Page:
CSci 3501 Algorithms and Computability - Lab 9.

October 27. Due Wednesday, November 2nd at 11:59pm

What to submit and when:

Lab assignment

Work in pairs

Lab overview and goals

The goal of the lab is to practice with JFLAP (a tool for experimenting with finite automata and other computability topics) and to design and test finite automata (DFAs and NFAs).

Using JFLAP and naming your files

Lab tasks

Lab task 1: convert regular expressions to an NFA (8 points)

Use the tutorial Regular Expressions and Converting to an NFA to convert the regular expressions given below to NFAs. Note that JFLAP uses + as a symbol for union and * for the star operation. Also make sure to set parentheses correctly in your expression.

JFLAP gives you hints on the steps and provides a button "(De)-expressionify Transition" to break down regular expressions into smaller subexpressions. You need to add the empty transitions to complete each step.

As you are converting a regular expression to an NFA, write down the intermediate expressions as a note on the JFLAP screen: use the selection tool (the one that you use to mark initial and final states), right-click anywhere on the JFLAP screen, and choose "add note". For instance, if you are breaking down an expression 00+11 into 00 and 11, write 00+11 -> 00, 11.

Below are two regular expressions to convert:

  1. ((0+1)0)*
  2. (00)*+(10)*

Please export and submit your NFAs.

Task 2: Convert a DFA to a regular expression (8 points)

JFLAP guides you through the process of converting a DFA to a regular expression via a generalized NFA (GNFA), as described in the tutorial Converting a FA to a Regular Expression. JFLAP uses a slightly different version of a GNFA: it allows self-loops in the starting and the final state. The empty set transitions are added just like in the book, and the number of states is reduced by the procedure described in the book. The resulting regular expression then is combined as R1*R2R3*, where R1 is the self-loop expression in the start state, R2 is the expression on the transition from the start state to the final state, and R3 is the loop in the final state.

As you are transforming your DFA to a 2-state GNFA, write down (in a plain-text file) all transition changes that result in non-empty-set expressions.

Below is the DFA to convert:

  1. The language of all strings with 00 pattern
  2. The language of all strings that either start with 0 and don't have any more 0s, or start with 1 and don't have any more 1s. Note that as the first step you would need to create a single final state and connect the old final states to it by empty-string transitions.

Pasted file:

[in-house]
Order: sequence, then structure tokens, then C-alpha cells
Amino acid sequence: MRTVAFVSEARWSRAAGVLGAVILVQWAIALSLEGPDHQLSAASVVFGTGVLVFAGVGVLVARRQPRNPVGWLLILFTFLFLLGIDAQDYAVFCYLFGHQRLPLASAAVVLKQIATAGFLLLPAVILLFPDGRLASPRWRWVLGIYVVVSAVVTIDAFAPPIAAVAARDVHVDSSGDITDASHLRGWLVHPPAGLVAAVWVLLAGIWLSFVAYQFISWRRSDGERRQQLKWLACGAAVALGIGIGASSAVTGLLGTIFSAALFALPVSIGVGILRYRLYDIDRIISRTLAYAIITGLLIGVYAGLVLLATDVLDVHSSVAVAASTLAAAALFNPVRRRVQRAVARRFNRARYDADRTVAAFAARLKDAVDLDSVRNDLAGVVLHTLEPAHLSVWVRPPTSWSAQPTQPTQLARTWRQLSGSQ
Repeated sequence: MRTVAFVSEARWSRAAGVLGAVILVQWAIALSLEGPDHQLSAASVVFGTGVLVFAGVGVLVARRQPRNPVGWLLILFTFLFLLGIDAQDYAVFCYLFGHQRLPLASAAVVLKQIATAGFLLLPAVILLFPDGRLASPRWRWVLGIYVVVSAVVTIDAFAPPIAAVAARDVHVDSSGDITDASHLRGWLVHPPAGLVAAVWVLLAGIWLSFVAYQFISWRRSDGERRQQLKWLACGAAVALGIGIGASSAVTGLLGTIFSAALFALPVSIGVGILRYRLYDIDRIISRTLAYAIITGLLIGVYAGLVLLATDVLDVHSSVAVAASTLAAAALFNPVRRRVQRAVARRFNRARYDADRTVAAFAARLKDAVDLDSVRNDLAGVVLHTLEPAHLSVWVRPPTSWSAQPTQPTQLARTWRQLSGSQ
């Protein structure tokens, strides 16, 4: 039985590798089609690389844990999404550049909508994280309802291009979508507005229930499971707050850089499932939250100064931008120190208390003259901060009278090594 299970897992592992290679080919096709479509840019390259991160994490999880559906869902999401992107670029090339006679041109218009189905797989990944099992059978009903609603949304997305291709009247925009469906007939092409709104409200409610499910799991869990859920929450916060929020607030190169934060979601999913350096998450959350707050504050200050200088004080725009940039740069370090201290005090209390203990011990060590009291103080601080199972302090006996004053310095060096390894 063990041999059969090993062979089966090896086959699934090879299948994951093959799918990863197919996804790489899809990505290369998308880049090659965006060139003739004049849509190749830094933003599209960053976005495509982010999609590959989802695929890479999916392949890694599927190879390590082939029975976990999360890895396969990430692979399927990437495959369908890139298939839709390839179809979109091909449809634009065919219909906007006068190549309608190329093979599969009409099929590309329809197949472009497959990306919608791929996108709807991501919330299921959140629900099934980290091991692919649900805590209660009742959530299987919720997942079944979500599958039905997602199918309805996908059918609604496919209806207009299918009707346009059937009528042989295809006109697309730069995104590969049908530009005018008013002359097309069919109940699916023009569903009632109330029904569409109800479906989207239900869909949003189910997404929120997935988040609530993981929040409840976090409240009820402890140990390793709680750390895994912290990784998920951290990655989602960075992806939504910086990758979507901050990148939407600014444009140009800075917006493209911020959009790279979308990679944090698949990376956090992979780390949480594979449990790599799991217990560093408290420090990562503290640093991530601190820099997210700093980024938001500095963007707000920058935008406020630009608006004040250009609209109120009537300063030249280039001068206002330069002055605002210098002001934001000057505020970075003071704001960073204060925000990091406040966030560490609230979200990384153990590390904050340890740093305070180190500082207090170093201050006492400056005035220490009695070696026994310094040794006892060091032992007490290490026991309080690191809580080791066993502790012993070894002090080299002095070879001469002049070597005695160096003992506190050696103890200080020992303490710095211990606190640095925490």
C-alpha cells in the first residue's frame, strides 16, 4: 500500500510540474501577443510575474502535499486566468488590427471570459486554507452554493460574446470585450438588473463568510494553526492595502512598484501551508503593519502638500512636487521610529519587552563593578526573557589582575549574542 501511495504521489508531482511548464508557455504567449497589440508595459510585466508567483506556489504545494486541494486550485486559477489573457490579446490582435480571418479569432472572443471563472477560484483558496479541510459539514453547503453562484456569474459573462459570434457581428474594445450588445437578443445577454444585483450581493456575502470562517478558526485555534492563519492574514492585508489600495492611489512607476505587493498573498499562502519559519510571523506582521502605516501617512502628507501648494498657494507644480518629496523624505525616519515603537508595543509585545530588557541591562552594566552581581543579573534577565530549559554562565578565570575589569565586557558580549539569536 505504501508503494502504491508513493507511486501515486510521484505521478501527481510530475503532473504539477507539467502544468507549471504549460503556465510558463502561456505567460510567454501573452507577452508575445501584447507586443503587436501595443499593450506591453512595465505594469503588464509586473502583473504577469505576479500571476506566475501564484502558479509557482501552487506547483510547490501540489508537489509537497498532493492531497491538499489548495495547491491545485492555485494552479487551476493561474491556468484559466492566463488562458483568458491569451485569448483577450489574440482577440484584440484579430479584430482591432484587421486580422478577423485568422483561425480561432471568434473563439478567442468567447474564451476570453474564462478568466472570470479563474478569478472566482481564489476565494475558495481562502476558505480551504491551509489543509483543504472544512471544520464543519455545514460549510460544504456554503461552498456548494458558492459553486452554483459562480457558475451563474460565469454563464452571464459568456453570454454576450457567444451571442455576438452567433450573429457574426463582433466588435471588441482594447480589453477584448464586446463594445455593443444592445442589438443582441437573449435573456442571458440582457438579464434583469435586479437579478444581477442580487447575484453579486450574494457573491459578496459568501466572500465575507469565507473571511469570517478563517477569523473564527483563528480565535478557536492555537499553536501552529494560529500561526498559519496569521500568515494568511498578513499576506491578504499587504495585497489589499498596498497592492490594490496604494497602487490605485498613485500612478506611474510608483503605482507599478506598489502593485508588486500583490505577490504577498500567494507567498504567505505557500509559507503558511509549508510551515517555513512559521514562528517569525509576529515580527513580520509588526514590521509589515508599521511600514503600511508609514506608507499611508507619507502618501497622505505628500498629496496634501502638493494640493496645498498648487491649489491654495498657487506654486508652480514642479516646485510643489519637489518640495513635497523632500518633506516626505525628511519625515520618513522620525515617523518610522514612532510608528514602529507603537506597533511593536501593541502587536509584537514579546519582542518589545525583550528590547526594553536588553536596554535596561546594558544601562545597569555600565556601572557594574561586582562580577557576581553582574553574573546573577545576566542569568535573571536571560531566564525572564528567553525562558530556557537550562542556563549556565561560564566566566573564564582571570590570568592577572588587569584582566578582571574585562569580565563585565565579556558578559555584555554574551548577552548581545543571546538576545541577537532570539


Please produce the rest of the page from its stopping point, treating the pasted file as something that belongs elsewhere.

Please export and submit your resulting expression.

Task 3: Java regular expressions (20 points)

Study the Java regular expressions tutorial (ignore the Test Harness section, we use our own testing class). Note that instead of using the Pattern and Matcher classes directly, you will be using the class RegExTester that provides methods for searching, splitting, and replacing strings based on regular expressions. Study examples in main in that class.

Important: by default regular expressions will find a matching sequence within the given input; they do not match the entire input. For instance, a regular expression "DFA" will find a match in an input "DFAs are cool".

Also important: Java strings use \ as a special character. Therefore you need \\ for predefined regex classes, e.g. "\\d+" matches one or more digit. See a link to more predefined classes in question 2 below.

Your tasks are as follows. Assume case-insensitive matches, unless specified otherwise.

  1. Find all occurrences of letter combinations "dfa" and "nfa" in a text.
  2. Find all integer numbers (i.e. sequences of digits with no other characters) in a text. Use a predefined class \d to match a single digit (see example here: http://java.sun.com/docs/books/tutorial/essential/regex/pre_char_classes.html ). Ignore the negative sign.
  3. Find all negative integer numbers, i.e. numbers preceded by a - sign
  4. Find all words that start with a letter t (hint: use boundary matches http://java.sun.com/docs/books/tutorial/essential/regex/bounds.html
  5. Find all words in a text that have letters t and/or i in the them (in any order)
  6. Use the doRegExSplit to split a string into items separated by |
  7. Use the doRegExReplace method to replace all occurrences of "today" by "yesterday".

Make sure to submit your code (with some method calls commented out) and a copy of your test data for each regular expression (as a separate file or in comments).


What to submit

CSci 3501 course web site.

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